Degrees Can Help, But Internships Make the Difference

Learn why to intern, the value internships add, how internships provide opportunities, and how internships make connections.
Student interviewing for a college internship

When I was in college, one concept that was constantly stressed to me was the importance of internships. My professors made it their mission to encourage us to connect the classroom to the real world. Through internships, we would gain practical experiences that encouraged intellectual growth and seeking out new knowledge. While your college may not stress internships as much as mine did, I can guarantee that they're worth your while. As you consider interning during the academic year or this upcoming summer, keep in mind my five pieces of advice below.

  1. Why intern? If you still need convincing that an internship is for you, consider this: college students spend most, if not all, of their academic career learning more about their desired major or field. Internships are the connecting piece from the classroom to the real world, and give you the chance to apply your academic knowledge to an outside, relevant setting. Internships also give you the ability to make connections and build your toolbox of experiences that can only be strengthened later.
  2. Where do you see yourself? Take some time to think about what you want to do after college, whether it be to work in a specific field or join a certain company or organization. Then, start networking and seeking out positions well in advance of when you want to start your internship to find out about upcoming opportunities. If you're in Massachusetts and interested in government, you can check out internships with the MA state government or the Governor's office.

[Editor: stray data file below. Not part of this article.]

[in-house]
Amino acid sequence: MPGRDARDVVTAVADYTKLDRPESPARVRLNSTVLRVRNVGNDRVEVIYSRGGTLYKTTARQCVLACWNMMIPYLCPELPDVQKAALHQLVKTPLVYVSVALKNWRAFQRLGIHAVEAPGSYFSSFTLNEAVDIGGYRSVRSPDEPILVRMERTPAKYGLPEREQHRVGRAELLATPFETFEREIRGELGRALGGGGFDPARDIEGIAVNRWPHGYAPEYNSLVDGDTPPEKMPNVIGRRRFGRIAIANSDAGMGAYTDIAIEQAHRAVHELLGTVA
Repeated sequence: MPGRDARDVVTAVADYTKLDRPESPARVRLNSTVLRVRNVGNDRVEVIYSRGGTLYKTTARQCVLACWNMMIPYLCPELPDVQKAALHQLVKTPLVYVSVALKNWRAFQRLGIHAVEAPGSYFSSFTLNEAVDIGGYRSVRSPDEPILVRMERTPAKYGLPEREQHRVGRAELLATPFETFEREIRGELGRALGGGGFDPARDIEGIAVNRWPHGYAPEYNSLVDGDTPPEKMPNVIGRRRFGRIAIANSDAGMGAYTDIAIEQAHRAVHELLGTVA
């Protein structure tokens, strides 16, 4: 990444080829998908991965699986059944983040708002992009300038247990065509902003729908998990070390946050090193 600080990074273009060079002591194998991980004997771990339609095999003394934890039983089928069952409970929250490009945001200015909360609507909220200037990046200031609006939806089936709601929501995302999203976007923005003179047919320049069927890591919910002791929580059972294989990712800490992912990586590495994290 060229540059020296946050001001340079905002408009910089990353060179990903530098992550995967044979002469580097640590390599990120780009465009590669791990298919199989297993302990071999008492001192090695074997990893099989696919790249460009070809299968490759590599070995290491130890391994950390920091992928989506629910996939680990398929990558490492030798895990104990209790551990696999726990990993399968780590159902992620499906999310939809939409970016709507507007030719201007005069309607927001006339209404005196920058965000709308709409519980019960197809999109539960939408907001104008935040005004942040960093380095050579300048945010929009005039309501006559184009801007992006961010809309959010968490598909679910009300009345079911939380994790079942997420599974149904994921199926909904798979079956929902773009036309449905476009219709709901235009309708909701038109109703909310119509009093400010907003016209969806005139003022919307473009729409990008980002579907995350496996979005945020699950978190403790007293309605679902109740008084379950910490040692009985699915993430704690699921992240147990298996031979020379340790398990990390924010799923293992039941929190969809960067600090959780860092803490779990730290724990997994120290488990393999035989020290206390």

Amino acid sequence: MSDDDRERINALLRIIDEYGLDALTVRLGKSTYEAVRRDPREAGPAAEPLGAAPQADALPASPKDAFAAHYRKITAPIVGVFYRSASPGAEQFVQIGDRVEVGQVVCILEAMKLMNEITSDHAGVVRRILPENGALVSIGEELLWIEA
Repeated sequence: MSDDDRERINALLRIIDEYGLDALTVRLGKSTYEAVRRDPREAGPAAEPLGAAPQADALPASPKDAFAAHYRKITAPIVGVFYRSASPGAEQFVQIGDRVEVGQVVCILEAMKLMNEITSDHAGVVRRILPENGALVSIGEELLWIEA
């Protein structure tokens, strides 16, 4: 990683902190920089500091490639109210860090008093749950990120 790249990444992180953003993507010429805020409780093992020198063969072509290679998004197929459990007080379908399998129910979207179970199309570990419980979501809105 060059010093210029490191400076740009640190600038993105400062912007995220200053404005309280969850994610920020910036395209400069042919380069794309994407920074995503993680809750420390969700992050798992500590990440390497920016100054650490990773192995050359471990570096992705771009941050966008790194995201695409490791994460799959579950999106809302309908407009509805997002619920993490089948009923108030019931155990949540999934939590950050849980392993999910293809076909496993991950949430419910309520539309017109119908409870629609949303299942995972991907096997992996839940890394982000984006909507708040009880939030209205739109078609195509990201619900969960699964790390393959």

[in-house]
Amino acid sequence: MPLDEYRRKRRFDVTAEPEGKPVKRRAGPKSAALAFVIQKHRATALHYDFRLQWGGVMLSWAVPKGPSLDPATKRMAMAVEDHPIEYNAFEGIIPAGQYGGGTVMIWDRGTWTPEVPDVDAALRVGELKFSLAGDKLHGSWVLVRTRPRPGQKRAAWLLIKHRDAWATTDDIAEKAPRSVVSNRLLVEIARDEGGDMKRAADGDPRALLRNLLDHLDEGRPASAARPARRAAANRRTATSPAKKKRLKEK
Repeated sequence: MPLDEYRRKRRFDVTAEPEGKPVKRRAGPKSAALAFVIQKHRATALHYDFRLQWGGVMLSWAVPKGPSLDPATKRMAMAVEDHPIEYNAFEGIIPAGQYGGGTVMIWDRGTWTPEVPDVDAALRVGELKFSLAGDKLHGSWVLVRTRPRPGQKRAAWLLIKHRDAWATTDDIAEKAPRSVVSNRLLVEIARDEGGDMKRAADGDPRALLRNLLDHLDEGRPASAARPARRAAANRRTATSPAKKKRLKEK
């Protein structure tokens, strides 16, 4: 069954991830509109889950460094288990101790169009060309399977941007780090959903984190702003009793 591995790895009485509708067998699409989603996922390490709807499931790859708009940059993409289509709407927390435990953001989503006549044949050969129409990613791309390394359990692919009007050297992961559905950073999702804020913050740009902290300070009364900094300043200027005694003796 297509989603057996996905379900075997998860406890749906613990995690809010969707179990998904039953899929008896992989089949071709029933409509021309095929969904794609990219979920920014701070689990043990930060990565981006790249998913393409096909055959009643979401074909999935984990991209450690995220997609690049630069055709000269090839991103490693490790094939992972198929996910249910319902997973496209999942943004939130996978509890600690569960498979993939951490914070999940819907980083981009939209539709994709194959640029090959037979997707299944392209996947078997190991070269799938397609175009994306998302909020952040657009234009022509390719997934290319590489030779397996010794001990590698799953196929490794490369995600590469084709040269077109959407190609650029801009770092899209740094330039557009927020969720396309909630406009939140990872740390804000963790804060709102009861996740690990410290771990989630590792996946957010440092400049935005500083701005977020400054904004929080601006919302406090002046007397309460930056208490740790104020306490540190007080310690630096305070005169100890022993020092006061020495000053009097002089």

3. Add value. When thinking about internships, don't just think about what you expect to gain. Also consider the many different ways that you can add value, by bringing in your knowledge, experience, and ideas from your past jobs, former experiences, and even classwork. The ability to add value to your internship workplace means you'll create a collaborative atmosphere that will help you learn more and grow at the same time.
  4. Be open to opportunities. Sometimes, and maybe most of the time, it's great to secure internships in fields directly related to what you're studying in college. This gives you the ability to see first-hand what your world may be like post-graduation. However, don't feel the need to only apply to internships directed related to your major. There's a great world of possibilities out there, and an internship in a different field can still teach you helpful skills and knowledge.
  5. Make connections: At your internship, you will likely meet people from all different paths, education levels, past job experiences, and more. Embrace that diversity and concentrate on networking, meeting new people outside of your department, and creating lasting relationships.

Whether you are just starting your internship search or have yet to begin, your internship is and will be whatever you make it. Have enough confidence to believe that wherever you intern, you will create meaningful experiences. Prepare well, work hard, and enjoy the opportunity.

Learn more about internships